When I spoke with members, it was the sense of community that they continually brought up. Roxanne Fequiere, a copywriter who lives in Harlem, told me that when she joined, it just seemed like a pretty, convenient place to get work done and hang out before appointments downtown. “I thought it would be a very functional thing,” she said. “I didn’t expect to make connections necessarily, but it happened so naturally and seamlessly that it surprised me.”

Fequiere has made close friends at the Wing (when we talked, she was about to take a trip to Disney World with two of them), but I spoke with other women who said that even if they haven’t formed such deep connections, there’s something gratifying about the simple, small social interactions that occur there. Miran Kim, a violinist with the Metropolitan Opera, joined the Wing mostly to use the space to work on her calligraphy side business. “The other day I was talking to a girl about some dresses she was draping, and another day I had a conversation with an actor about Tchaikovsky,” she said. “There’s something really special when you walk into a room and it’s full of women who are generally on the same page as you and obviously doing something in their careers that is really important to them.”

Gelman said that it wasn’t till after the Wing opened, when she read a report called “How We Gather,” by Angie Thurston and Casper ter Kuile, two students at Harvard Divinity School, that she realized the project might serve a purpose that was more than practical. The growth of internet culture and the decentering of religious institutions, the authors asserted, had left many millennials feeling globally connected but locally isolated. As Gelman describes it, “There is this natural human craving that we have for fellowship and community that isn’t being satisfied, because there aren’t really those community spaces that we go to on a weekly basis anymore.” The report goes on to examine ten organizations that have emerged to serve as replacements for this lost sense of community. Reading the report, Gelman recognized the extent to which the Wing met the criteria the authors described. “We realized the role that it was playing in the emotional lives of our members.”

When I spoke with Joanna Black, the founder of SheWorks Collective, she also brought up the idea of community. SheWorks Collective is less a growth enterprise than a side project for Black, an entrepreneur who had a long-term lease on a loft in Union Square and decided to turn the extra space into an eighteen-desk co-working center. She had the idea when she was living in Austin, trying to start a new business while working from home with a young child. “It was the most challenging time in my life,” she told me. “I was busy trying to take clients’ calls; I had my daughter screaming in the background. I felt completely isolated.” Black says that many of the women who rent desks at SheWorks are mothers and women who are starting new businesses or second careers, who find solace in being around other women who know what they’re going through.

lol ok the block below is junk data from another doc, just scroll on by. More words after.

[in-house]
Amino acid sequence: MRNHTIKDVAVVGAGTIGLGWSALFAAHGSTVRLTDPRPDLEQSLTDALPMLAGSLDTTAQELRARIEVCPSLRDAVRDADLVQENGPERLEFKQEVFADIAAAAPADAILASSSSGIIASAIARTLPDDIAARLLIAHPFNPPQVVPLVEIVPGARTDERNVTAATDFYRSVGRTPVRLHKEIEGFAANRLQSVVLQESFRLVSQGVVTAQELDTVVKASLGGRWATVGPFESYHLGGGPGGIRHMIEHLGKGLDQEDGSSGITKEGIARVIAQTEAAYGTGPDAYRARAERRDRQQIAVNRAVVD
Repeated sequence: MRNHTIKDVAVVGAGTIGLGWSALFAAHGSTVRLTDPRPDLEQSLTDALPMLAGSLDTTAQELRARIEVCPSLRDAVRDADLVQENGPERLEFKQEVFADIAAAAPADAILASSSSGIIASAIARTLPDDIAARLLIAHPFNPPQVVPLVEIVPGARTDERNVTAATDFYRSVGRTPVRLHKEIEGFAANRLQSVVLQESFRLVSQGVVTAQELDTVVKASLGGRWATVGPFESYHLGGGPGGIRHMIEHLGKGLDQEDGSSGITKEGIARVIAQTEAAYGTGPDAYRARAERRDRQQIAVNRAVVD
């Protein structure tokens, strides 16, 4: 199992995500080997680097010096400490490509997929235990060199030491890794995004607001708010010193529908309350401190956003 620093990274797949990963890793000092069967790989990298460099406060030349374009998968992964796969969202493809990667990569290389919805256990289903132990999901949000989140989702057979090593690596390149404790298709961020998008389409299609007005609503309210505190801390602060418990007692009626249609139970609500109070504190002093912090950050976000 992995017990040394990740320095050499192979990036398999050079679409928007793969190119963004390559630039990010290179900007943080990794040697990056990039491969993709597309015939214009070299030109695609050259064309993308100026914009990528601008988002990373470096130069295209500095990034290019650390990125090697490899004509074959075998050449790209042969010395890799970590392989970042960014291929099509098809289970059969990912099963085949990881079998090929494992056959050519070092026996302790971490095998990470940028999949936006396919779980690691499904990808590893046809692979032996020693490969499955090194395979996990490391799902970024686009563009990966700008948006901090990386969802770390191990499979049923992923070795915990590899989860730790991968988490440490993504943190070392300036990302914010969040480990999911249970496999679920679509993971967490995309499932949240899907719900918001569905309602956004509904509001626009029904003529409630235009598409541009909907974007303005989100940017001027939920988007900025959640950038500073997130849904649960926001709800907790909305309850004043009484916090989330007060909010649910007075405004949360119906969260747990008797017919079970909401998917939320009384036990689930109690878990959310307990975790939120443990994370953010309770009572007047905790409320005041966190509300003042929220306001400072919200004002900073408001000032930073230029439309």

To Gelman, the absence of men is a key part of what makes the Wing what it is. When I asked how the space would be different if men were around, she recoiled. “UGH, no,” she said. “When someone who’s born male and who identifies as male comes into the space” — the Wing is open to everybody except for cisgender men — “it does change the energy. If there were men here it would just feel like the rest of world.”

Women-only spaces are far from a new phenomenon. In its conception and marketing, the Wing has positioned itself as a modern-day version of the women’s clubs that emerged in the United States in the late nineteenth century — before the opening, Gelman and Kassan hired a historian named Alexis Coe to research the older institutions and prepare a dossier for them. One of the first of these clubs was called Sorosis, which was founded in New York in 1868 by a handful of writers angry that women had been banned from attending a Charles Dickens reading at the all-male New York Press Club. Over the next few decades, hundreds of similar clubs sprang up around the country, from Fargo to Little Rock. The clubs that formed during this era were almost entirely closed to any woman who wasn’t white, Protestant, and middle class. Then, in the 1890s, middle-class black women began forming their own associations, including clubs that provided social services and took up civil rights work. By 1906, Coe found, there were more than 5,000 women’s clubs in the United States. And as the country ushered in the Progressive Era, women’s organizations emerged as a driving force behind reforms like child labor laws, the creation of food protection regulations, and the settlement-house movement.